Arrow-right Camera
The Spokesman-Review Newspaper

The Spokesman-Review Newspaper The Spokesman-Review

Spokane, Washington  Est. May 19, 1883
Clear Night 77° Clear
News >  Nation/World

5 things to know about the new UN report on climate change

Aug. 9, 2021 Updated Mon., Aug. 9, 2021 at 4:32 p.m.

In this Wednesday, Feb. 17, 2021 photo, a floating dock sits on the lakebed of the Suesca lagoon, in Suesca, Colombia. The lagoon, a popular tourist destination near Bogota that has no tributaries and depends on rain runoff, has radically decreased its water surface due to years of severe droughts in the area and the deforestation and erosion of its surroundings.  (Fernando Vergara)
In this Wednesday, Feb. 17, 2021 photo, a floating dock sits on the lakebed of the Suesca lagoon, in Suesca, Colombia. The lagoon, a popular tourist destination near Bogota that has no tributaries and depends on rain runoff, has radically decreased its water surface due to years of severe droughts in the area and the deforestation and erosion of its surroundings. (Fernando Vergara)
Associated Press

GENEVA — The U.N.-appointed Intergovernmental Panel on Climate Change published a new report Monday summarizing the latest authoritative scientific information about global warming. Here are five important takeaways.

Blaming humans

The report says almost all of the warming that has occurred since pre-industrial times was caused by the release of heat-trapping gases such as carbon dioxide and methane. Much of that is the result of humans burning fossil fuels — coal, oil, wood and natural gas.

The authors say global temperatures have already risen by 2 degrees since the 19th century, reaching their highest in over 100,000 years, and only a fraction of that increase can have come from natural forces.

Paris goals

Almost all countries have signed up to the 2015 Paris climate accord, which aims to limit global warming to an increase of 3.6 degrees above the pre-industrial average by the year 2100. The agreements says that ideally the increase would be no more than 2.7 degrees.

But the report’s 200-plus authors looked at five scenarios and concluded that all will see the world cross the 2.7-degree threshold in the 2030s — sooner than in previous predictions. Three of those scenarios will also see temperatures rise 3.6 degrees.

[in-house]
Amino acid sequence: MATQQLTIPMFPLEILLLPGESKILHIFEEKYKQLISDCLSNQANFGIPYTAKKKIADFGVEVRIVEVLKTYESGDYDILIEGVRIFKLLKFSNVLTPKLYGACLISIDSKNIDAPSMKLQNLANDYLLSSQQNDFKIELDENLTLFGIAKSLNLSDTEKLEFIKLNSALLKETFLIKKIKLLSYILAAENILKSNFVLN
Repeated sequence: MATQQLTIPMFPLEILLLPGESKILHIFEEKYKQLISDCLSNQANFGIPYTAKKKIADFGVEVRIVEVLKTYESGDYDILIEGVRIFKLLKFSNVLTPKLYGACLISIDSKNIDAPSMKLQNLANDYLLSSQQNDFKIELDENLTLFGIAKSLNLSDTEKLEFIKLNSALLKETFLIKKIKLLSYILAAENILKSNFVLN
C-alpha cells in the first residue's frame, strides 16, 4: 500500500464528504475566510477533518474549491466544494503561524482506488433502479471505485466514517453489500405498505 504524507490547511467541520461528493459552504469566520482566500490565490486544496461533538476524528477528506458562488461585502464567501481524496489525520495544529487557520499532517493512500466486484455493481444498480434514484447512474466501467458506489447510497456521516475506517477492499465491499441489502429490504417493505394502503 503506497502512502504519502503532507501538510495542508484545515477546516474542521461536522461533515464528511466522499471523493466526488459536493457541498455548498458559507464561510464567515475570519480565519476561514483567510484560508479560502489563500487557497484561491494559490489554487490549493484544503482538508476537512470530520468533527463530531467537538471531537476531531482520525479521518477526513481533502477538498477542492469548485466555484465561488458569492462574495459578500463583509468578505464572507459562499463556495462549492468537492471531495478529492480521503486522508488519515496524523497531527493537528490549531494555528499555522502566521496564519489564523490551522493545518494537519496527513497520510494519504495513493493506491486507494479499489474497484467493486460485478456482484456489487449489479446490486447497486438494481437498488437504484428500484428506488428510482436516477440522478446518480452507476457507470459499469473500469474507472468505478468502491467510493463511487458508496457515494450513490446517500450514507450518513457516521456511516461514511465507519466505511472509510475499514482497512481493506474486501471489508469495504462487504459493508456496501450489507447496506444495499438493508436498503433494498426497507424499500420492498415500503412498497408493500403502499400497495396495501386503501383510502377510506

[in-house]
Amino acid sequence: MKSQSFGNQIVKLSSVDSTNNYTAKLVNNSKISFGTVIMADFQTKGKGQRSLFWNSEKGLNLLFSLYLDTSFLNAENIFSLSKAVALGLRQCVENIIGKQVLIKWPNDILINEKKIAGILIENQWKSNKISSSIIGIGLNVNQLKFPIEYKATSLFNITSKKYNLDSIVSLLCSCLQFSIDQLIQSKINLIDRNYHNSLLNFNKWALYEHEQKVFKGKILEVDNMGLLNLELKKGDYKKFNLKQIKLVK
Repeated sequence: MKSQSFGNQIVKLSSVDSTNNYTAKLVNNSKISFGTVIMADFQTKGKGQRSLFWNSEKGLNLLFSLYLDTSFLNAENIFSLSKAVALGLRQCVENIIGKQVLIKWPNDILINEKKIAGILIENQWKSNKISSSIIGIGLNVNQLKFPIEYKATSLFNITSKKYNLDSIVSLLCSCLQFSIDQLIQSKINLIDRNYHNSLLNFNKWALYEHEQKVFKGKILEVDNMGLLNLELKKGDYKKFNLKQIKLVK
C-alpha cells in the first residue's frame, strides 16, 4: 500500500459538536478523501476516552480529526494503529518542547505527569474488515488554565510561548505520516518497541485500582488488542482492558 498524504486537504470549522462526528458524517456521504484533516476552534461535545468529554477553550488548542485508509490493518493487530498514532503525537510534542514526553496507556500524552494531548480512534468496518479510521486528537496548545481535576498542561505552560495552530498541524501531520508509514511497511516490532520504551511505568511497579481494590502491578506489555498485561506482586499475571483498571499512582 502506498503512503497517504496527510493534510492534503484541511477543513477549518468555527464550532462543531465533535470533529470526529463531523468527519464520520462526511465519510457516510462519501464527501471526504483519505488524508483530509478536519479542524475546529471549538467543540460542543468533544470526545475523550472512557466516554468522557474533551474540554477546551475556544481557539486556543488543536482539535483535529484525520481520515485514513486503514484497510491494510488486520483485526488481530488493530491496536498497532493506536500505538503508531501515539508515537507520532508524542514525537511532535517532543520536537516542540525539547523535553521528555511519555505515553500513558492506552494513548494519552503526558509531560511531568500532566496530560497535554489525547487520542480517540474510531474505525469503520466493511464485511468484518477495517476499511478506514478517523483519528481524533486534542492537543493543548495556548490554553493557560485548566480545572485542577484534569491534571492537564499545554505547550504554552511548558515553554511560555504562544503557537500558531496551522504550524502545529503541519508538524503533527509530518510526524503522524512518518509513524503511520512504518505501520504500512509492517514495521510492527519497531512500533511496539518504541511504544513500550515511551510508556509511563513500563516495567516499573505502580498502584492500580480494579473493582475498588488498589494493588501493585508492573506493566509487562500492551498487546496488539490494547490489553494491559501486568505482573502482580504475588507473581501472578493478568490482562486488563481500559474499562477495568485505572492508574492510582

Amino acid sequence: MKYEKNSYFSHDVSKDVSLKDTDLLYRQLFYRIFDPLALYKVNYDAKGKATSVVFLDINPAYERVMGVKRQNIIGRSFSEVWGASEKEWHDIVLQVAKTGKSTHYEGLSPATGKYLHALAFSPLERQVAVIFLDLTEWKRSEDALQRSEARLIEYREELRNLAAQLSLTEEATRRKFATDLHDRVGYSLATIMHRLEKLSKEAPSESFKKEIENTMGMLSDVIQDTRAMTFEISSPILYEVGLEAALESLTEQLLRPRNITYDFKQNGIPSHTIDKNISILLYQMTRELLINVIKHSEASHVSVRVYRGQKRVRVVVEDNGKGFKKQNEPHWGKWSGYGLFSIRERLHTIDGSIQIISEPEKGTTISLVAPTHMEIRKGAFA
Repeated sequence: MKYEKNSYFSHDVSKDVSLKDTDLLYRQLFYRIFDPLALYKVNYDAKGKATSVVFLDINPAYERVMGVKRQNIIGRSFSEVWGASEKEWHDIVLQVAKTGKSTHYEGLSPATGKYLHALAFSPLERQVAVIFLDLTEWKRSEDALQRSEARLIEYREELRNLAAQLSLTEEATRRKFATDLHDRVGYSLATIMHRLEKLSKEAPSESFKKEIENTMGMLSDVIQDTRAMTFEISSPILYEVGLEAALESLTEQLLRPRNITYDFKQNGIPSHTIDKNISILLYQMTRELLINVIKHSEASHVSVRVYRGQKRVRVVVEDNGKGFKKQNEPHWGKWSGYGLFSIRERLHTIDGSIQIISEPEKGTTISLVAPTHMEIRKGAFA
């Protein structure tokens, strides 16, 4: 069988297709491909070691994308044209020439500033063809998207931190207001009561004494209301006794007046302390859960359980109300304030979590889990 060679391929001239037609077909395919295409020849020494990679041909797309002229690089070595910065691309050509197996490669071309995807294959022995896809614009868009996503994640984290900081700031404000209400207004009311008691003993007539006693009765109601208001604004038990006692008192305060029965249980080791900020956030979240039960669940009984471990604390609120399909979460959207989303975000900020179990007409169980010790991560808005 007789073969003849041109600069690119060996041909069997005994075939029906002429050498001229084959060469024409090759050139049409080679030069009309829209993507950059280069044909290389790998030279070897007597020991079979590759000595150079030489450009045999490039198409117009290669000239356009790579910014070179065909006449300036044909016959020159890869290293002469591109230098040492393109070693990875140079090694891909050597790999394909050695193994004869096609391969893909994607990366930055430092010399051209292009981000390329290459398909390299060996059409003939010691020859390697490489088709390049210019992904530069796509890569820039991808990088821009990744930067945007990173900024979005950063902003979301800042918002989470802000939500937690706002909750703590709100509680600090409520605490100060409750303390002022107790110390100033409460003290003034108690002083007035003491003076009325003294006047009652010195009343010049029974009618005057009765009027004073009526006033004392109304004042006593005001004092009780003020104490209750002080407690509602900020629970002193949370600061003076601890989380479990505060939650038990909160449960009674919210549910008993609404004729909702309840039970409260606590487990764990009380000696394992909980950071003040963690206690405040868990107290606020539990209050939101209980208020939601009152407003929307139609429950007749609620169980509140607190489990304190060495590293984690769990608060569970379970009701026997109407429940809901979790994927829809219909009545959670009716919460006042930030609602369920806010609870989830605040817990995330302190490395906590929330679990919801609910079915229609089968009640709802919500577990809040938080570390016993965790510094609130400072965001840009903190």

Dire consequences

The 3,000-plus-page report concludes that ice melt and sea level rise are already accelerating. Wild weather events — from storms to heat waves — are also expected to worsen and become more frequent.

Further warming is “locked in” due to the greenhouse gases humans have already released into the atmosphere. That means even if emissions are drastically cut, some changes will be “irreversible” for centuries, the report said.

Some hope

While many of the report’s predictions paint a grim picture of humans’ impact on the planet and the consequences that will have going forward, the IPCC also found that so-called tipping points, like catastrophic ice sheet collapses and the abrupt slowdown of ocean currents, are “low likelihood,” though they cannot be ruled out.

Big catch

Although temperatures are expected to overshoot the 2.7-degree target in the next decade, the report suggests that warming could be brought back down to this level through what are known as “negative emissions.” That means sucking more carbon dioxide out of the atmosphere than is added, effectively cooling the planet again. The panel said that could be done starting about halfway through this century but doesn’t explain how, and many scientists are skeptical it’s possible.

The Spokesman-Review Newspaper

Local journalism is essential.

Give directly to The Spokesman-Review's Northwest Passages community forums series -- which helps to offset the costs of several reporter and editor positions at the newspaper -- by using the easy options below. Gifts processed in this system are not tax deductible, but are predominately used to help meet the local financial requirements needed to receive national matching-grant funds.

Active Person

Subscribe now to get breaking news alerts in your email inbox

Get breaking news delivered to your inbox as it happens.